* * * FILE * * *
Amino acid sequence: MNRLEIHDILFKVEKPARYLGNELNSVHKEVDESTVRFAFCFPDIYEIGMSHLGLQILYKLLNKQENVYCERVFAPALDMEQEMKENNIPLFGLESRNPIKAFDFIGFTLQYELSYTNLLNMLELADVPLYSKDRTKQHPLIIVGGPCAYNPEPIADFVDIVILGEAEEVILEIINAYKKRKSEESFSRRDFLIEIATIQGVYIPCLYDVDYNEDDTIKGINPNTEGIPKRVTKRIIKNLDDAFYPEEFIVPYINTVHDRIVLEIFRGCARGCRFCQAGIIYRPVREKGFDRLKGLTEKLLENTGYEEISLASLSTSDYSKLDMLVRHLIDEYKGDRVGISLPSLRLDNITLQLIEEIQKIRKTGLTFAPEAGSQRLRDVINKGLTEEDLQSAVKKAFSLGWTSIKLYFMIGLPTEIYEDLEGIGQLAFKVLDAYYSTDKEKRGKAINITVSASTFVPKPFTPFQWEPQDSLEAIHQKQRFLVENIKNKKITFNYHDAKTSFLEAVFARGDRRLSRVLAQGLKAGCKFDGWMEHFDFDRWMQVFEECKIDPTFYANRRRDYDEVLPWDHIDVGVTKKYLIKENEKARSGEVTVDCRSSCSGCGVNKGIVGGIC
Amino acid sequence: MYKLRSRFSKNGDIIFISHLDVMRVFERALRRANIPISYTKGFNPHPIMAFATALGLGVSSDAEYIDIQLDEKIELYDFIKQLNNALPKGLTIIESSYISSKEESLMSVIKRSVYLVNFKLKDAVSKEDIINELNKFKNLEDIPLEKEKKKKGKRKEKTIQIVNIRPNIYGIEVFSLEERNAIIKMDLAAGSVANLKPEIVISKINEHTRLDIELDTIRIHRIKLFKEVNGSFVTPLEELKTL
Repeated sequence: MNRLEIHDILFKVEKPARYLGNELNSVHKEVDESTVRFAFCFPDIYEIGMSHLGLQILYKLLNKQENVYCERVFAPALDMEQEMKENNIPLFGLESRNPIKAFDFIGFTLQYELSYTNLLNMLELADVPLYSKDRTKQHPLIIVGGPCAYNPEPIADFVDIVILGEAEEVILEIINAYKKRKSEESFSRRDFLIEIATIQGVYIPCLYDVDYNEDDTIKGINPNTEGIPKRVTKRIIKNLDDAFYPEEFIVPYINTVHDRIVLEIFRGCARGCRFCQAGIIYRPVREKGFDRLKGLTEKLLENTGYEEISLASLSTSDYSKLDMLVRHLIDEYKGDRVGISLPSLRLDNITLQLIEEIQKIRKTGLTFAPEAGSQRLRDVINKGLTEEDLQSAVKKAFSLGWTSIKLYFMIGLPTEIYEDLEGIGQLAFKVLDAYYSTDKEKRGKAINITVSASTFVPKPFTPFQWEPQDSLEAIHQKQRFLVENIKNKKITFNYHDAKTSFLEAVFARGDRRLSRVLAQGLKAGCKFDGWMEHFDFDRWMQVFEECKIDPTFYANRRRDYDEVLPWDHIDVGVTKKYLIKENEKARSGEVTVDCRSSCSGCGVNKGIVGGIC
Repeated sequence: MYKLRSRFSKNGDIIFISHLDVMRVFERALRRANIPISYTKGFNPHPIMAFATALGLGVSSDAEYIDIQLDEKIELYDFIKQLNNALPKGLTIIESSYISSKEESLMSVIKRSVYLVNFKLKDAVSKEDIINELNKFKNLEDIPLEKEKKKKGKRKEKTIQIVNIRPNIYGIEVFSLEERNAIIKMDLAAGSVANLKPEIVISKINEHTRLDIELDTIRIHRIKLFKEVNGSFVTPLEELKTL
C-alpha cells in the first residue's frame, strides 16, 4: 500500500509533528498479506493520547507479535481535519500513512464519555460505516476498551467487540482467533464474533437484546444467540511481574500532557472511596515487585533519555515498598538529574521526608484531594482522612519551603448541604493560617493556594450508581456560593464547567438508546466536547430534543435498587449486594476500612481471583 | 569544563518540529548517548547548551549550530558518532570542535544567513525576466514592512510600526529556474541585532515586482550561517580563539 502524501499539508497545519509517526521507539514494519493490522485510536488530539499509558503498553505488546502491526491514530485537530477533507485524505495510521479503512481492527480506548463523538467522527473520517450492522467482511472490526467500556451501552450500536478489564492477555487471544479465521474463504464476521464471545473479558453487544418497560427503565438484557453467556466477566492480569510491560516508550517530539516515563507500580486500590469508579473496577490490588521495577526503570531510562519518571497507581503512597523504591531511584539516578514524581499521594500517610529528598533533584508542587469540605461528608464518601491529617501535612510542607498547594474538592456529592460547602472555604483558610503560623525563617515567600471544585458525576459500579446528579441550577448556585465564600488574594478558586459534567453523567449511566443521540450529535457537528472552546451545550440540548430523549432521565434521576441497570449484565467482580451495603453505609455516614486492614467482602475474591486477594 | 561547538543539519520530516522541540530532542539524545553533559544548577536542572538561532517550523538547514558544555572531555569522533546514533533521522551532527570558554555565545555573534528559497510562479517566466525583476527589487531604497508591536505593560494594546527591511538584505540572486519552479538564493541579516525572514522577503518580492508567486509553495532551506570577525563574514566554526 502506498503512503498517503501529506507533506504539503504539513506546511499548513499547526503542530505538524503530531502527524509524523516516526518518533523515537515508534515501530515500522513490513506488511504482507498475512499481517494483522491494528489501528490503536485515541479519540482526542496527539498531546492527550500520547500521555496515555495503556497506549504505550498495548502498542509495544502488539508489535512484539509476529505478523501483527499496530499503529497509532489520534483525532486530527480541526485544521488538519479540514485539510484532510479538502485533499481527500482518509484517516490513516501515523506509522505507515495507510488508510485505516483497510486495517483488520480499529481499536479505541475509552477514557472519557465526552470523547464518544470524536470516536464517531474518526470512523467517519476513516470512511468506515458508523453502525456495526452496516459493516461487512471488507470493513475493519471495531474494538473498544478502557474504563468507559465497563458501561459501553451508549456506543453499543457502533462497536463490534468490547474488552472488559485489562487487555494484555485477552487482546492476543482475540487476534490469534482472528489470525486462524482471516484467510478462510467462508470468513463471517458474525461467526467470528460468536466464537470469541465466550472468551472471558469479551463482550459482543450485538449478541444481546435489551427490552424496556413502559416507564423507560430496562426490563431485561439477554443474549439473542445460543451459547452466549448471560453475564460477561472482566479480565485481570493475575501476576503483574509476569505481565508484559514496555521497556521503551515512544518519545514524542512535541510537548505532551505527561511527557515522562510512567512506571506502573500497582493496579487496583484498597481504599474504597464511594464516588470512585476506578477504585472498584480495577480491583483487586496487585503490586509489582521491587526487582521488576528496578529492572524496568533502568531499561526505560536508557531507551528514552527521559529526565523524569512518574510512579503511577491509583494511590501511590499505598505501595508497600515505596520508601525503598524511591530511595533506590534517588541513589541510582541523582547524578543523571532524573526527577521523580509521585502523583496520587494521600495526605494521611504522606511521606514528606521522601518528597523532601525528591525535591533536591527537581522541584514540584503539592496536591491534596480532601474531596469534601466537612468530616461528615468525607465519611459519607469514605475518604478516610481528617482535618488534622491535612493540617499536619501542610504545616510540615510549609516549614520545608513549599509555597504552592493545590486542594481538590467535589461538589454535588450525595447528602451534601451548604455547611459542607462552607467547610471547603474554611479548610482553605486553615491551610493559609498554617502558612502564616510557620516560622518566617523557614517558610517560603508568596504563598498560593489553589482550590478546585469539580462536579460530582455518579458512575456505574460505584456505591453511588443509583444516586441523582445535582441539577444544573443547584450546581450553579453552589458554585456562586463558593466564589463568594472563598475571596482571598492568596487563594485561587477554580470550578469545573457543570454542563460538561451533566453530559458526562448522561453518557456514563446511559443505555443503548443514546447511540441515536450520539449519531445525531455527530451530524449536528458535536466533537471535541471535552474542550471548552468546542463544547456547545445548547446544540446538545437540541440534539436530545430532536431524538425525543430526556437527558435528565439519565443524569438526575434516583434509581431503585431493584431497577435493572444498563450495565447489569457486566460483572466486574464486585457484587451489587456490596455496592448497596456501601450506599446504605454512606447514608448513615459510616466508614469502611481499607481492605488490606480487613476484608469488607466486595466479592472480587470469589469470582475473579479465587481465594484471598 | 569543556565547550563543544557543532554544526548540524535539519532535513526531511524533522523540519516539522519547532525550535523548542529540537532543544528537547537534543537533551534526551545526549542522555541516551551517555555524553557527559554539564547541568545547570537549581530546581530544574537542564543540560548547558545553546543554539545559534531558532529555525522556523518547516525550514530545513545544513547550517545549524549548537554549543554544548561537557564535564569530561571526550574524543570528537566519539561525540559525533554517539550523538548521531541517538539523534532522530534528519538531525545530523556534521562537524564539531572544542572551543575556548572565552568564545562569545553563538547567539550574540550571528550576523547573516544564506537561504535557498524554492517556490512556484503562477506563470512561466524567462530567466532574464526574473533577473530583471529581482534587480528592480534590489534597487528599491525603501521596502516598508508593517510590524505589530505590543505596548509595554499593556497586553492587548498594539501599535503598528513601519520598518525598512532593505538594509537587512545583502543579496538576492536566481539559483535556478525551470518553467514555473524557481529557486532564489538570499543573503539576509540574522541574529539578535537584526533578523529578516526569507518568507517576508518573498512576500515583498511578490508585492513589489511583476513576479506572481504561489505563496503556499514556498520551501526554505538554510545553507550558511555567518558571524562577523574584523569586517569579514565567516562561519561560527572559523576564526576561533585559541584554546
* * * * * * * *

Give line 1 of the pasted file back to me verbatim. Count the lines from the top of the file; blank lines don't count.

Amino acid sequence: MNRLEIHDILFKVEKPARYLGNELNSVHKEVDESTVRFAFCFPDIYEIGMSHLGLQILYKLLNKQENVYCERVFAPALDMEQEMKENNIPLFGLESRNPIKAFDFIGFTLQYELSYTNLLNMLELADVPLYSKDRTKQHPLIIVGGPCAYNPEPIADFVDIVILGEAEEVILEIINAYKKRKSEESFSRRDFLIEIATIQGVYIPCLYDVDYNEDDTIKGINPNTEGIPKRVTKRIIKNLDDAFYPEEFIVPYINTVHDRIVLEIFRGCARGCRFCQAGIIYRPVREKGFDRLKGLTEKLLENTGYEEISLASLSTSDYSKLDMLVRHLIDEYKGDRVGISLPSLRLDNITLQLIEEIQKIRKTGLTFAPEAGSQRLRDVINKGLTEEDLQSAVKKAFSLGWTSIKLYFMIGLPTEIYEDLEGIGQLAFKVLDAYYSTDKEKRGKAINITVSASTFVPKPFTPFQWEPQDSLEAIHQKQRFLVENIKNKKITFNYHDAKTSFLEAVFARGDRRLSRVLAQGLKAGCKFDGWMEHFDFDRWMQVFEECKIDPTFYANRRRDYDEVLPWDHIDVGVTKKYLIKENEKARSGEVTVDCRSSCSGCGVNKGIVGGIC